And there you have, merely for an example, the beginning of a value system that does not in itself confine the individual to dogmatic particulars, but rather merely states;

"Thou Shall NOT Intentionally Do What Brings Confusion to the Mind and Heart."
Or: You shall not value that which can not be valued in terms of your own self-valuing.

Quote :
Or from the more positive perspective;
"Thou Shall Always Seek Optimum Clarity of Mind and Heart."
Or: You shall continuously seek to be aware of your own self-valuing.

But whereas I agree that, wherever LAW exists, this must be it, I do not think that always keeping to law is the most effective way to attain vitality, or vital experience. What is lacking her is the concept of suffering and overcoming suffering. Without allowing itself to fall prey to "sin" or uncertainty or unclarity for limited durations (limited so as for the threats not to get at the root of self-valuing) there is no possibility for the joy of extended power, overcoming, superseding ones expectations.

Compare the fate of Jesus, to stay in Biblical idiom: If he had not allowed Judas to betray him, he could not have been resurrected. By the ethics you seem to propose, Jesus would simply have avoided his capture, he would have have chosen to let the cup pass him by.

 

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PostSubject: Re: What’s wrong with value systems   Sun Jan 08, 2012 7:40 am

Fixed Cross wrote:

But whereas I agree that, wherever LAW exists, this must be it, I do not think that always keeping to law is the most effective way to attain vitality, or vital experience. What is lacking her is the concept of suffering and overcoming suffering. Without allowing itself to fall prey to "sin" or uncertainty or unclarity for limited durations (limited so as for the threats not to get at the root of self-valuing) there is no possibility for the joy of extended power, overcoming, superseding ones expectations.
Consider the last part of the post linked here.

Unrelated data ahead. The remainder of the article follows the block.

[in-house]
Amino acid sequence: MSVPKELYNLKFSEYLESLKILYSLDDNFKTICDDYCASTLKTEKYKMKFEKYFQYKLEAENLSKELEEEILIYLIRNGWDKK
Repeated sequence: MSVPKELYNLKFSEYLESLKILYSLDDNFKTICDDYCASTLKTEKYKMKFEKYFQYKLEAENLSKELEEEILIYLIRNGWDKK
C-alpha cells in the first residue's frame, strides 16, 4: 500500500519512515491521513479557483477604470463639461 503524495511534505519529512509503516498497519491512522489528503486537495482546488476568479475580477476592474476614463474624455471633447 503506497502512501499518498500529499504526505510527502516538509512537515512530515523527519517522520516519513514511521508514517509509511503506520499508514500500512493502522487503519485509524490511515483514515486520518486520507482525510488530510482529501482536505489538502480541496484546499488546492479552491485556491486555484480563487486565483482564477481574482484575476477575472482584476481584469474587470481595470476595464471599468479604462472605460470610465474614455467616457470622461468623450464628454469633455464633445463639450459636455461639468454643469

http://beforethelight.forumotion.com/t76-consistency-as-prime-mover

And let me extrapolate "life" to "being". It seems to me that being, following your ethics, would always amount in noble elements, and never into something as fragile as life.

 

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PostSubject: Re: What’s wrong with value systems   Sun Jan 08, 2012 2:41 pm

We ought always to keep in mind that an increase of power, as well as joy, results from over-coming. Indeed, the strong man seeks out obstacles to overcome: he affirms his suffering in order that he may grow from it. Without "sin", no increase in power.

 

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PostSubject: Re: What’s wrong with value systems   Mon Jan 09, 2012 1:03 pm

without-music wrote:
We ought always to keep in mind that an increase of power, as well as joy, results from over-coming. Indeed, the strong man seeks out obstacles to overcome: he affirms his suffering in order that he may grow from it. Without "sin", no increase in power.
The last part may be overstated, as the concept of "sin" as Jame uses it may refer not to the concept of uncertainty, but to not doing the utmost to increase ones structural integrity (self-harmony) in the face of uncertainty.

Of course, the the subject, its surrounding reality is always uncertain, and he can only be certain of how it applies to him, if he has in fact formulated (brought to consciousness) to himself entirely his own worth to himself, in all its technical particularities.

I doubt that this is possible, but "sin" may also simply mean "to do what is necessary to maintain ones structural integrity", in which case, it may include a certain kind of risk-taking, within the margin of the expendable.

"We ought always to keep in mind that an increase of power, as well as joy, results from over-coming. Indeed, the strong man seeks out obstacles to overcome: he affirms his suffering in order that he may grow from it. "